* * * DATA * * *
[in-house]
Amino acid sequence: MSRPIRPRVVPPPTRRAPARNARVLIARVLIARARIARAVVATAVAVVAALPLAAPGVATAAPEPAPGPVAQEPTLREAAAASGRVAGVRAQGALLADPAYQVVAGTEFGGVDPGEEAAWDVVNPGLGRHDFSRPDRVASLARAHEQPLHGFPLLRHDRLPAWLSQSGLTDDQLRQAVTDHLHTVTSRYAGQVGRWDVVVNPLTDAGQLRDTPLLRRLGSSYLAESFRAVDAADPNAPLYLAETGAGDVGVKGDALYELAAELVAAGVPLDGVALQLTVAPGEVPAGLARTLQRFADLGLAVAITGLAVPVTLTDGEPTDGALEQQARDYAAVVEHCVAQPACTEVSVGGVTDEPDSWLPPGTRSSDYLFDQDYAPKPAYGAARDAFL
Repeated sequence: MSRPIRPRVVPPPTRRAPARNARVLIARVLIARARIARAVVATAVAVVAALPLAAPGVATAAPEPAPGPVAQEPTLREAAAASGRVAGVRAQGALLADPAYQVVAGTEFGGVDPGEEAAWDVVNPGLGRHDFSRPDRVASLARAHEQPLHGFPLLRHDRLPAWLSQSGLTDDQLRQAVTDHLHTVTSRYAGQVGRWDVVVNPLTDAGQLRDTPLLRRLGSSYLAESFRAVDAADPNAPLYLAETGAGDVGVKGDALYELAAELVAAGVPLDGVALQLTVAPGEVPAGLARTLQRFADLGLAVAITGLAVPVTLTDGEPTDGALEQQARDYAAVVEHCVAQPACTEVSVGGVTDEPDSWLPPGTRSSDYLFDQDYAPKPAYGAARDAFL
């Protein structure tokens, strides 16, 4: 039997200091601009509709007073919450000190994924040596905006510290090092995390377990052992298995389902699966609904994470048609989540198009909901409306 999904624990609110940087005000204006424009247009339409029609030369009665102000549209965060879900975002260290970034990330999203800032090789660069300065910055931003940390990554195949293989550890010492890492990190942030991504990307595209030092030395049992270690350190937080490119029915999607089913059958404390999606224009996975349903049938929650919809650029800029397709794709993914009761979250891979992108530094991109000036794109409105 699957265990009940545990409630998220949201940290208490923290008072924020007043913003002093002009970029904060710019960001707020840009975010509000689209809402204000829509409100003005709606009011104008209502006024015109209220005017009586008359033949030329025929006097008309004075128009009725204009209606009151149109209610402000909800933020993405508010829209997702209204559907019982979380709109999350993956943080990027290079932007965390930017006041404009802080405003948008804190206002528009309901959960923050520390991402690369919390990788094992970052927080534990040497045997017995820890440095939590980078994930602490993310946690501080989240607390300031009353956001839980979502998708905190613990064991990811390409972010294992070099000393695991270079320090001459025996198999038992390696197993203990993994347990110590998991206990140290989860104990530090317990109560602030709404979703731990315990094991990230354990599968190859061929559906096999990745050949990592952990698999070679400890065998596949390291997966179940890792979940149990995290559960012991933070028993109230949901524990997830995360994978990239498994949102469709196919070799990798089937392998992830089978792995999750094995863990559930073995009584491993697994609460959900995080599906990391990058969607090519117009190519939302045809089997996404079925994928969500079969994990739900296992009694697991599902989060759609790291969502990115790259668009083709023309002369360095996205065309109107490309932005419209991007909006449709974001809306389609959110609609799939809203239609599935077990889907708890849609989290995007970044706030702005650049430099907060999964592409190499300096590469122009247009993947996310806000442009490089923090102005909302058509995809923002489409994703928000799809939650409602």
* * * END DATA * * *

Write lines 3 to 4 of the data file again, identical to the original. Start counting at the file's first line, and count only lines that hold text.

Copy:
Repeated sequence: MSRPIRPRVVPPPTRRAPARNARVLIARVLIARARIARAVVATAVAVVAALPLAAPGVATAAPEPAPGPVAQEPTLREAAAASGRVAGVRAQGALLADPAYQVVAGTEFGGVDPGEEAAWDVVNPGLGRHDFSRPDRVASLARAHEQPLHGFPLLRHDRLPAWLSQSGLTDDQLRQAVTDHLHTVTSRYAGQVGRWDVVVNPLTDAGQLRDTPLLRRLGSSYLAESFRAVDAADPNAPLYLAETGAGDVGVKGDALYELAAELVAAGVPLDGVALQLTVAPGEVPAGLARTLQRFADLGLAVAITGLAVPVTLTDGEPTDGALEQQARDYAAVVEHCVAQPACTEVSVGGVTDEPDSWLPPGTRSSDYLFDQDYAPKPAYGAARDAFL
């Protein structure tokens, strides 16, 4: 039997200091601009509709007073919450000190994924040596905006510290090092995390377990052992298995389902699966609904994470048609989540198009909901409306 999904624990609110940087005000204006424009247009339409029609030369009665102000549209965060879900975002260290970034990330999203800032090789660069300065910055931003940390990554195949293989550890010492890492990190942030991504990307595209030092030395049992270690350190937080490119029915999607089913059958404390999606224009996975349903049938929650919809650029800029397709794709993914009761979250891979992108530094991109000036794109409105 699957265990009940545990409630998220949201940290208490923290008072924020007043913003002093002009970029904060710019960001707020840009975010509000689209809402204000829509409100003005709606009011104008209502006024015109209220005017009586008359033949030329025929006097008309004075128009009725204009209606009151149109209610402000909800933020993405508010829209997702209204559907019982979380709109999350993956943080990027290079932007965390930017006041404009802080405003948008804190206002528009309901959960923050520390991402690369919390990788094992970052927080534990040497045997017995820890440095939590980078994930602490993310946690501080989240607390300031009353956001839980979502998708905190613990064991990811390409972010294992070099000393695991270079320090001459025996198999038992390696197993203990993994347990110590998991206990140290989860104990530090317990109560602030709404979703731990315990094991990230354990599968190859061929559906096999990745050949990592952990698999070679400890065998596949390291997966179940890792979940149990995290559960012991933070028993109230949901524990997830995360994978990239498994949102469709196919070799990798089937392998992830089978792995999750094995863990559930073995009584491993697994609460959900995080599906990391990058969607090519117009190519939302045809089997996404079925994928969500079969994990739900296992009694697991599902989060759609790291969502990115790259668009083709023309002369360095996205065309109107490309932005419209991007909006449709974001809306389609959110609609799939809203239609599935077990889907708890849609989290995007970044706030702005650049430099907060999964592409190499300096590469122009247009993947996310806000442009490089923090102005909302058509995809923002489409994703928000799809939650409602």